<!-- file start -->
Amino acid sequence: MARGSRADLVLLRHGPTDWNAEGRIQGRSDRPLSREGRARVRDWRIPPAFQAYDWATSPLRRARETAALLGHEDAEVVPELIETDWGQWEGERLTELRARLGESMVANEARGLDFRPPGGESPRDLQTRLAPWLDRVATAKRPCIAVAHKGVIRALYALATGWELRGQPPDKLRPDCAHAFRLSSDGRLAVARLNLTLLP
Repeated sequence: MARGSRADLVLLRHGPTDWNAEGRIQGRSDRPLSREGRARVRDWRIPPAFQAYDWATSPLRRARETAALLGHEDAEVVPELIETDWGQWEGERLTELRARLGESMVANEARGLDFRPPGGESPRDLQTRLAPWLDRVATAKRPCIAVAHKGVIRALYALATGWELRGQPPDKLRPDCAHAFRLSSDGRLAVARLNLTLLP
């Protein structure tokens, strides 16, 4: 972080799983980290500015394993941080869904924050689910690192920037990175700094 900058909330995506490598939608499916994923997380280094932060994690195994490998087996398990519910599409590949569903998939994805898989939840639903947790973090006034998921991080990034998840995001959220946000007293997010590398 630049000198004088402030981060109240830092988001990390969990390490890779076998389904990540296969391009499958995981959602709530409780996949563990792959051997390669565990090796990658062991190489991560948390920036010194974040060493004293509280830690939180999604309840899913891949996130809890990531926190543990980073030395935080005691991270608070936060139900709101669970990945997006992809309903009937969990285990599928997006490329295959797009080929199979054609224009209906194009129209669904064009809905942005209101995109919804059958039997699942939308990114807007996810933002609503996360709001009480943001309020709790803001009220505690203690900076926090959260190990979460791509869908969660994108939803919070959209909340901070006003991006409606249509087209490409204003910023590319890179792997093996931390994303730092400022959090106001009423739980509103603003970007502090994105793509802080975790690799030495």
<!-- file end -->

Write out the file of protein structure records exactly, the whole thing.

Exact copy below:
Amino acid sequence: MARGSRADLVLLRHGPTDWNAEGRIQGRSDRPLSREGRARVRDWRIPPAFQAYDWATSPLRRARETAALLGHEDAEVVPELIETDWGQWEGERLTELRARLGESMVANEARGLDFRPPGGESPRDLQTRLAPWLDRVATAKRPCIAVAHKGVIRALYALATGWELRGQPPDKLRPDCAHAFRLSSDGRLAVARLNLTLLP
Repeated sequence: MARGSRADLVLLRHGPTDWNAEGRIQGRSDRPLSREGRARVRDWRIPPAFQAYDWATSPLRRARETAALLGHEDAEVVPELIETDWGQWEGERLTELRARLGESMVANEARGLDFRPPGGESPRDLQTRLAPWLDRVATAKRPCIAVAHKGVIRALYALATGWELRGQPPDKLRPDCAHAFRLSSDGRLAVARLNLTLLP
């Protein structure tokens, strides 16, 4: 972080799983980290500015394993941080869904924050689910690192920037990175700094 900058909330995506490598939608499916994923997380280094932060994690195994490998087996398990519910599409590949569903998939994805898989939840639903947790973090006034998921991080990034998840995001959220946000007293997010590398 630049000198004088402030981060109240830092988001990390969990390490890779076998389904990540296969391009499958995981959602709530409780996949563990792959051997390669565990090796990658062991190489991560948390920036010194974040060493004293509280830690939180999604309840899913891949996130809890990531926190543990980073030395935080005691991270608070936060139900709101669970990945997006992809309903009937969990285990599928997006490329295959797009080929199979054609224009209906194009129209669904064009809905942005209101995109919804059958039997699942939308990114807007996810933002609503996360709001009480943001309020709790803001009220505690203690900076926090959260190990979460791509869908969660994108939803919070959209909340901070006003991006409606249509087209490409204003910023590319890179792997093996931390994303730092400022959090106001009423739980509103603003970007502090994105793509802080975790690799030495």